Given the financial pressures on the clinical operations of hospitals and AMCs, and reduced or flat budgets for federally-sponsored research, it is not infrequent that there is misalignment in funding and priorities across the AMC enterprise and within the clinical departments that undermine the organizational and resource support needed for a high-performing clinical trials program that effectively enrolls patients and diverse populations. The inability to efficiently open studies and enroll patients leads to frustration for clinician scientists, undermines translational research and can thwart research achievements, leads to the disengagement of pharma companies who are less inclined to offer novel trials when there is an inefficient operation, and it ultimately limits access to trials for patients.

High-performing clinical trial operations

A high-performing clinical trial operation opens studies efficiently, ideally in under 90 days, reaches accrual targets including diverse accrual, achieves its academic goals for research with a robust portfolio that advances translational research and meets the needs of the population served and optimizes financial performance. The organization has a clinical culture that supports physician engagement in trials and sufficient research staff to manage patients on trials. As noted above, for AMCs, the functions involved to support a trials program are often in different entities (e.g. medical school, hospital, physician group), there is wide variation in the programs across clinical departments and divisions and support is needed from departments such as information technology, human resources, finance, compliance and legal. Thus, improvement initiatives must span the enterprise and have executive-level support.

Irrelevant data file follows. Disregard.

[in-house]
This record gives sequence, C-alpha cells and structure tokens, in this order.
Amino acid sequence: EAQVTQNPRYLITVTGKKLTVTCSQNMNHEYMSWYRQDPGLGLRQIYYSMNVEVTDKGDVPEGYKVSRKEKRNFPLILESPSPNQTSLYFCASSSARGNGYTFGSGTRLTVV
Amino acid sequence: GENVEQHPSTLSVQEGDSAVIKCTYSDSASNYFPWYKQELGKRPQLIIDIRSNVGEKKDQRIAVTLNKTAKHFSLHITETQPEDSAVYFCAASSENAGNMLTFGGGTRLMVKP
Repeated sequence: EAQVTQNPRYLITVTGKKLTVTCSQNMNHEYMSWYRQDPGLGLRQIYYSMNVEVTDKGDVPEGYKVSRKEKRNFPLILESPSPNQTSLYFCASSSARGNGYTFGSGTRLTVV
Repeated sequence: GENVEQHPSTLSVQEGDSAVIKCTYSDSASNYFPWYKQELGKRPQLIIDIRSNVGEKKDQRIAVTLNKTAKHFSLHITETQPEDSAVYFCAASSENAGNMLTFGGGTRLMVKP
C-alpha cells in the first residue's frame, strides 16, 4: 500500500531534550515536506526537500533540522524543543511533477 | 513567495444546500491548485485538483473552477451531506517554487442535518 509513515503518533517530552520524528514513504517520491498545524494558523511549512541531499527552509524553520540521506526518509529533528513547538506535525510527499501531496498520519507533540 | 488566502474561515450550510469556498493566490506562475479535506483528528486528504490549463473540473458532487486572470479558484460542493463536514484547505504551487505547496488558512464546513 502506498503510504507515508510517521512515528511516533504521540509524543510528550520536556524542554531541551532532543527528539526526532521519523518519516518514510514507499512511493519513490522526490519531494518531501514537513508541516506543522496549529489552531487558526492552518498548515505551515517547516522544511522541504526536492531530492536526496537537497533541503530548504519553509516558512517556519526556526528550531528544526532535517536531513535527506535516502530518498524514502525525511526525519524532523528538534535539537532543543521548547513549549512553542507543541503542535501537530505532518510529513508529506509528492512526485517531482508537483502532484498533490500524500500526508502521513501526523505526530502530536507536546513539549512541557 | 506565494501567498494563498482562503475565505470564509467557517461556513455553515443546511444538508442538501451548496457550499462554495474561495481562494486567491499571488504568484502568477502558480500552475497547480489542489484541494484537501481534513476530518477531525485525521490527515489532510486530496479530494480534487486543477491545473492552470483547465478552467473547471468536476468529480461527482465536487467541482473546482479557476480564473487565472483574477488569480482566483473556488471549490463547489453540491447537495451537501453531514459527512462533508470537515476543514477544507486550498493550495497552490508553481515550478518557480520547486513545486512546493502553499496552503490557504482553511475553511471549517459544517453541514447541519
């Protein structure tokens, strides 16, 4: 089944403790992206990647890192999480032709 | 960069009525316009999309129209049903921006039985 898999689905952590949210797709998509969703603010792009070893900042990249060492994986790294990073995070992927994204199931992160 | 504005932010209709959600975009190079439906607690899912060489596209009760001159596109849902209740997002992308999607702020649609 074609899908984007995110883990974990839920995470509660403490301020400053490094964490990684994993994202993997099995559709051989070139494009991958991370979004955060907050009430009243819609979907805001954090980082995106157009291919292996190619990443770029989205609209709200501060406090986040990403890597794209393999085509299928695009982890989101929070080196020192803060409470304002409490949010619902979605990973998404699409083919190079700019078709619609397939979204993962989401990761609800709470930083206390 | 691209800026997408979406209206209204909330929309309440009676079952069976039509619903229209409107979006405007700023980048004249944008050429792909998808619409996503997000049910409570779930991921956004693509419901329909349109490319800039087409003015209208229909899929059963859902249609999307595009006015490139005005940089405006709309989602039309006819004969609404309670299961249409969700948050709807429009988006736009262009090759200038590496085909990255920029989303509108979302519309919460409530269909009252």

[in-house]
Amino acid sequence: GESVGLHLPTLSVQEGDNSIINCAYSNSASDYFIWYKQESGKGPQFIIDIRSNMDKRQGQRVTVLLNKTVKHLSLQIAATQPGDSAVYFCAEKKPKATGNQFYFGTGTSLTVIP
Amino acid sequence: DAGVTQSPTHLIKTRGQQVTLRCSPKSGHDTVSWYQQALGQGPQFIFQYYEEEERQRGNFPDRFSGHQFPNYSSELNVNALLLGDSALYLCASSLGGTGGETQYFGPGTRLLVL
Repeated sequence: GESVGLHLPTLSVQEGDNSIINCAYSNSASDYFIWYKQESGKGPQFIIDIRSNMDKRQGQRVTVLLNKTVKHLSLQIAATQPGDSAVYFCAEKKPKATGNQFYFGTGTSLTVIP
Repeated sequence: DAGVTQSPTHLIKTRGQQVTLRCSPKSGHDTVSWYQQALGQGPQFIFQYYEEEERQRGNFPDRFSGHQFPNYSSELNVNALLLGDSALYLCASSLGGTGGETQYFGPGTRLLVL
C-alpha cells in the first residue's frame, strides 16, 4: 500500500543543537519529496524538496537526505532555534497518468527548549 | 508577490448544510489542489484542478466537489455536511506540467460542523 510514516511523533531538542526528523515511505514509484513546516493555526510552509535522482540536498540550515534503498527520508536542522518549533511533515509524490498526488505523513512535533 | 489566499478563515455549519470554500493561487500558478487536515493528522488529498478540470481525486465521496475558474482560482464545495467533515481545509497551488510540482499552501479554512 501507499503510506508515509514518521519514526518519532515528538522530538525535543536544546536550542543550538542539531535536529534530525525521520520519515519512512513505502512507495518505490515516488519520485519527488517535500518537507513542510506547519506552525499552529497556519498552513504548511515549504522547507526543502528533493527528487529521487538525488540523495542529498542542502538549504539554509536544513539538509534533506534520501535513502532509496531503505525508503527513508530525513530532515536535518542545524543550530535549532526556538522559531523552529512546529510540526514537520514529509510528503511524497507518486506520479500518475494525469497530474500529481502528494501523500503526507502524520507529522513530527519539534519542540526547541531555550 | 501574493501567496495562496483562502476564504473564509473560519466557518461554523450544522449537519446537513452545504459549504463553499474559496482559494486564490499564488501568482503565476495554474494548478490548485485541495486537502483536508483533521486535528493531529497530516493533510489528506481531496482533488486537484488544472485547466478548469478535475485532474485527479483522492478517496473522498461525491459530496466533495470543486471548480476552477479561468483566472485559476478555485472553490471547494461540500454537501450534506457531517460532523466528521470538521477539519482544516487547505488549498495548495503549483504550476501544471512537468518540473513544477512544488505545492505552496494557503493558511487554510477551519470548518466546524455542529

In our work with AMCs, the challenges that we often find are:

  • long delays in processes to activate a clinical trial especially for Industry trials;
  • Institutional Review Board (IRB) bottlenecks;
  • slow turnaround time for contracting and, at times, insufficient flexibility on terms;
  • research staff turnover at many levels as compensation is not competitive, and there is a limited career ladder;
  • physician challenges in balancing productivity targets with the additional time required to enroll and manage a patient on a trial;
  • limited education for research staff and physicians on clinical trial-related topics;